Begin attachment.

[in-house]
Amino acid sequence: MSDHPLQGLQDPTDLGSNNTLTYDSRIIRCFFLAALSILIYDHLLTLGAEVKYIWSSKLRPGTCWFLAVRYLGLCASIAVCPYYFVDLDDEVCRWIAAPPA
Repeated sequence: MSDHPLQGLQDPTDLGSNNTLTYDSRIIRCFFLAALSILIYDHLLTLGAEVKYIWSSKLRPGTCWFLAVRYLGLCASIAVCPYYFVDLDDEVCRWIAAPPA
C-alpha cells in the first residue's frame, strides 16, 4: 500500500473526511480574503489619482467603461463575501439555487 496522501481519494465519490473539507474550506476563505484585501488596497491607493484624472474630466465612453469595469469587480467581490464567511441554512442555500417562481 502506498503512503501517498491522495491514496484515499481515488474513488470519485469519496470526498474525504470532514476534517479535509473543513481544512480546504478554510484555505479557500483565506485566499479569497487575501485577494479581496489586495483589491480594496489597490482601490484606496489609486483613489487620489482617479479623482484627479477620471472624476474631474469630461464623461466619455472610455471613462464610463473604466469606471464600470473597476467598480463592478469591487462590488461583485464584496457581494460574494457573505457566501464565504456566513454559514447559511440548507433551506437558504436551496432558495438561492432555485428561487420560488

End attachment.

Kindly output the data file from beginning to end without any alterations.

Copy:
[in-house]
Amino acid sequence: MSDHPLQGLQDPTDLGSNNTLTYDSRIIRCFFLAALSILIYDHLLTLGAEVKYIWSSKLRPGTCWFLAVRYLGLCASIAVCPYYFVDLDDEVCRWIAAPPA
Repeated sequence: MSDHPLQGLQDPTDLGSNNTLTYDSRIIRCFFLAALSILIYDHLLTLGAEVKYIWSSKLRPGTCWFLAVRYLGLCASIAVCPYYFVDLDDEVCRWIAAPPA
C-alpha cells in the first residue's frame, strides 16, 4: 500500500473526511480574503489619482467603461463575501439555487 496522501481519494465519490473539507474550506476563505484585501488596497491607493484624472474630466465612453469595469469587480467581490464567511441554512442555500417562481 502506498503512503501517498491522495491514496484515499481515488474513488470519485469519496470526498474525504470532514476534517479535509473543513481544512480546504478554510484555505479557500483565506485566499479569497487575501485577494479581496489586495483589491480594496489597490482601490484606496489609486483613489487620489482617479479623482484627479477620471472624476474631474469630461464623461466619455472610455471613462464610463473604466469606471464600470473597476467598480463592478469591487462590488461583485464584496457581494460574494457573505457566501464565504456566513454559514447559511440548507433551506437558504436551496432558495438561492432555485428561487420560488